The Zigbee Coordinator and the Z wave controller inside the plastic box are independent of each other. So you’re really running two separate networks there. Each of which is communicating with your single SmartThings account for information.

The typical range inside a US Home for a single device is about 40 feet for one “hop.” It’s somewhat further for zwave plus devices. But because zwave and Zigbee are both mesh networks, the devices will automatically relay the messages along so that they can reach devices further away. Z wave allows up to 4 hops between the hub and the recipient of the final message. Zigbee can allow for more hops.

So if you place a SmartThings hub in the center of the home, it typically can cover an entire floor easily, and, because the signal is 360°, can usually cover two floors and the basement with 4 hops. But it all depends on the local architecture. If you have a lot of cement, tinted glass, brick, certain kinds of insulation, metallic wallpaper, water pipe based heating in the walls, etc. the signal may not go as far.

When people say “the mesh is strong” they mean you have a lot of devices of the same protocol fairly close together, so it’s easy to relay messages around.

But you can certainly have a strong zigbee mesh and a strong Z wave mesh in the same home. These two protocols do not overlap, and so they rarely interfere with each other.

If you have 17 Z wave devices on the first floor, one zigbee sensor on the second floor, and the SmartThings hub in the basement, the zigbee sensor might have problems getting its messages. But it probably just needs a friend also using zigbee on the first floor to get the messages through.

I used to be a network engineer. I chose SmartThings, as many other people did, precisely because it did offer multiple protocols so I could select each device based on the best device for that location and need. But I did check to make sure that each device has a good relay path back to the hub. :sunglasses:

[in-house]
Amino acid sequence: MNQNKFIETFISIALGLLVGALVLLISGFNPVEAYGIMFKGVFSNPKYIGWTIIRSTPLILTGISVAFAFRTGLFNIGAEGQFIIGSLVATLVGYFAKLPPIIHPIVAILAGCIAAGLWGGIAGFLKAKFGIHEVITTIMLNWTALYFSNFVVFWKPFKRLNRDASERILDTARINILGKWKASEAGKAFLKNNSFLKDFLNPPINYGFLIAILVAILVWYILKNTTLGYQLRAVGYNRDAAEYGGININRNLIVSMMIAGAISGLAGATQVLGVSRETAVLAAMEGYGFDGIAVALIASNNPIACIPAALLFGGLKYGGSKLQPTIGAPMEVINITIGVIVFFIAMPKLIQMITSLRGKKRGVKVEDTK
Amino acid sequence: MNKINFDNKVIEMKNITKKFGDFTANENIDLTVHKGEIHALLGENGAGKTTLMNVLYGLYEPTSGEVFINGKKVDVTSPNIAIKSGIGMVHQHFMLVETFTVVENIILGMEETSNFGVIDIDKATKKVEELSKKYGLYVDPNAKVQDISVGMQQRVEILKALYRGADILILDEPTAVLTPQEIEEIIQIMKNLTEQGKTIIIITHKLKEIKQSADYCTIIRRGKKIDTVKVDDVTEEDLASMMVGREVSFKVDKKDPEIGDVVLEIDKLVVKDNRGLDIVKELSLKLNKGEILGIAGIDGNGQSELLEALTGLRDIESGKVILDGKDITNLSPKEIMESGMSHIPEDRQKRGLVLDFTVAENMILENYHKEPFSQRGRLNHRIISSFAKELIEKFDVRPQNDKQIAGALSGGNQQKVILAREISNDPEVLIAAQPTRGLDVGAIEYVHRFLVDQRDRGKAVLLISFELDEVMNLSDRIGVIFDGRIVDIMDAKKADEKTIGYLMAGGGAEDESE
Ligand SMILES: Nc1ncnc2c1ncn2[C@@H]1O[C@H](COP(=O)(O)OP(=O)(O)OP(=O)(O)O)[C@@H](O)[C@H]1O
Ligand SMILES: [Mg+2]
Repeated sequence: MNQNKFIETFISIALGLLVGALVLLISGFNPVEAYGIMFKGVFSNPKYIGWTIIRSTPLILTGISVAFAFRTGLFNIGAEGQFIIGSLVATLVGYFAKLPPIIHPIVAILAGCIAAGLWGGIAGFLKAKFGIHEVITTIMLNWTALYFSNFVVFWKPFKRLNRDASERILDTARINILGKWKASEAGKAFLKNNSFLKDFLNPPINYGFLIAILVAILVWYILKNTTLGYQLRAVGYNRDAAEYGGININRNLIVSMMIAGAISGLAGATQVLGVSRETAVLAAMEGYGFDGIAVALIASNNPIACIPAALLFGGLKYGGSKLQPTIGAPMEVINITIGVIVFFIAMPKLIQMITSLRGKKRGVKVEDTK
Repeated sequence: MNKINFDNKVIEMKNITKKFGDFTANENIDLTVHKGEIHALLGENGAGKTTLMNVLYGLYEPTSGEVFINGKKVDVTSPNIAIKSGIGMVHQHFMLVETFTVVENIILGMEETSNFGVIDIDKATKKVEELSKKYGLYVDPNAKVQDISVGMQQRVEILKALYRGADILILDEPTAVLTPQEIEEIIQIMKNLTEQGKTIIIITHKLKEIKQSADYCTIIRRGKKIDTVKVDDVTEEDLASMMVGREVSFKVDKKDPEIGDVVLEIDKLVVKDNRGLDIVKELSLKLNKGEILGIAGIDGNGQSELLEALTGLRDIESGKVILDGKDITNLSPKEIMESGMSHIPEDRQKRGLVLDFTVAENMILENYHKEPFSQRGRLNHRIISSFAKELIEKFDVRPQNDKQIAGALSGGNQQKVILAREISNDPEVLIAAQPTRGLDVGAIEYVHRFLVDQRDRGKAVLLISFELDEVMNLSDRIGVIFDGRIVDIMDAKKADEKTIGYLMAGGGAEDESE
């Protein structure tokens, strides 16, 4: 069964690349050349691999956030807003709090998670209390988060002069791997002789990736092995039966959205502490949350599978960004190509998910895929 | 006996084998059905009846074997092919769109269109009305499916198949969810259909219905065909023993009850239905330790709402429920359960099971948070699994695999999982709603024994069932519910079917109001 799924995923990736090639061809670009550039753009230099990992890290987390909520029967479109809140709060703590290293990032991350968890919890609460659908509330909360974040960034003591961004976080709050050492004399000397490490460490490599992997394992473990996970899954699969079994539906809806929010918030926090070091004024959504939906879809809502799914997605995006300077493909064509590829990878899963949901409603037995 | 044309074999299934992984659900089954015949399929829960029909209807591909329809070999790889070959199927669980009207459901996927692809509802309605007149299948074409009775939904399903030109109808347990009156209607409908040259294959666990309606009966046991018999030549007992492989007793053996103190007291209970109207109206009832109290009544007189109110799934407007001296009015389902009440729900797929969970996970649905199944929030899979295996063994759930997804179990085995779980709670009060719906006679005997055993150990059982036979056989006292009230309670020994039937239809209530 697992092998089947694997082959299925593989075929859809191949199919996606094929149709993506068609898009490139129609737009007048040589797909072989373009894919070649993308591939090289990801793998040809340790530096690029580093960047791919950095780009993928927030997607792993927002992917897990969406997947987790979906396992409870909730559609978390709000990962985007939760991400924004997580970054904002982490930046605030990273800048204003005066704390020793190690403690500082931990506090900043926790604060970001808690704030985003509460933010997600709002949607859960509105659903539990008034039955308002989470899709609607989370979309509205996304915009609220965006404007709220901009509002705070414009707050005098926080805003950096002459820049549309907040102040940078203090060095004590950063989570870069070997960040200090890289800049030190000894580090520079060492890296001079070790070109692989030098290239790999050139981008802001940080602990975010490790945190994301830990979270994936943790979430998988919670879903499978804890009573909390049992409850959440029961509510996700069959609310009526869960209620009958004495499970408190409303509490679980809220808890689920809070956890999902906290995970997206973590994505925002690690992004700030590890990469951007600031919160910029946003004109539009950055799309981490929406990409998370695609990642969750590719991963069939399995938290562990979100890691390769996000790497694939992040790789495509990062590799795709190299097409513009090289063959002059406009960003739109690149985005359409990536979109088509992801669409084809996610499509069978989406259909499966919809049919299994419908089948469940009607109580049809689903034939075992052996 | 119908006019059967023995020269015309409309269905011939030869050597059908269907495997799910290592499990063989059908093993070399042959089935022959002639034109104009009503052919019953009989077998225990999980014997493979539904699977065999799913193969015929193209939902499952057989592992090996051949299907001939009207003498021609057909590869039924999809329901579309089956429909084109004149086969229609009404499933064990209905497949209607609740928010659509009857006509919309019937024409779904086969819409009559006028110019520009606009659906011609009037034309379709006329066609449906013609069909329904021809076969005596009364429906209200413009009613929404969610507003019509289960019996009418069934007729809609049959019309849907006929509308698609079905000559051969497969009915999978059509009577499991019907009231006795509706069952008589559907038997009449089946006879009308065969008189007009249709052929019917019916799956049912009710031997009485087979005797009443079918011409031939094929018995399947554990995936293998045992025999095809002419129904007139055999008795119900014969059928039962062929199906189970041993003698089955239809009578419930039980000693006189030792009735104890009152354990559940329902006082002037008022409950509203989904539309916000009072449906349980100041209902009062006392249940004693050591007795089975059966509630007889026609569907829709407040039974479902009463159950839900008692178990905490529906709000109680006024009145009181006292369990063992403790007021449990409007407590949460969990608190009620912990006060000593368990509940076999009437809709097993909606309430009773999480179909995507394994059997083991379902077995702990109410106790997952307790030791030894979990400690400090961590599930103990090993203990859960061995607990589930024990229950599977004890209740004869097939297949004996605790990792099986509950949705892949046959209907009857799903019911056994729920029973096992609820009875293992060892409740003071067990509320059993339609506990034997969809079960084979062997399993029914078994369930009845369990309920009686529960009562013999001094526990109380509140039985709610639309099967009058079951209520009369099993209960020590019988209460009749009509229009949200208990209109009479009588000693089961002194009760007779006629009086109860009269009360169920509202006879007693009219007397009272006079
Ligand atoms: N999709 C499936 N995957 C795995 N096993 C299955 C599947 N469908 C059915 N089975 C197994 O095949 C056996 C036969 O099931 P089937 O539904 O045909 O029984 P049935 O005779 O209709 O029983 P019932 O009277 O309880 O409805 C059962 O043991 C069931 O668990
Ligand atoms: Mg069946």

More here:


I respectfully disagree with @slagle. You can run both without issues… in theory. Commiting to one protocol may limit your device options greatly. Most of the devices out there are Z-wave. Not so many are Zigbee. In my opinion, and I am not a network engineer or anything of the sorts, Zigbee works more reliably and faster. Again, this is what I have noticed in my setting and it may not apply for everyone else. BUT, there aren’t many Zigbee light switches out there, for instance. So I run Z-wave and Lutron in my house as well.

BUT, if you are getting a suggestion from a SmartThings employee, then maybe you should consider that and maybe you won’t have many issues with your setup. Just a guess, of course.


Everyone will forever debate this. It is the Apple Vs. Google of IoT… Who’s right? probably no one lol

Super helpful info and great explanations all around! This definitely helped me understand the two a bit more and hearing that Rodolfo has experienced slightly better communication with Zigbee is also interesting. I understand that it’s likely YMMV, but helpful to know nonetheless.

I’m assuming by strong mesh you’re meaning somewhat less than the 40 feet you mentioned? We don’t have a very large apartment anyway, though, so I doubt I’ll run into it.

The examples given for how to manage the networks so that each could receive messages was great. Same for the information about the limit on how far a Z-Wave will relay a message. My brain must be warped as I’m immediately wondering what happens when it’s more? Does the message not go though? Can Z-Wave reroute the message to only go through 4?it would be easy to have several devices close together that it could try to route through and fail because it reached the limit before I delivered the message. Or so goes the imaginings in my head…

I’ll have to read more about the cloud-to-cloud devices. I don’t know if I know of any or if I do, then I didn’t realize that’s the way they work. I’m assuming what was described is different from other (generally non ST compatible) devices that would use IFTTT as a sort of cloud-to-cloud communication pathway. Non local devices does indeed sound challenging!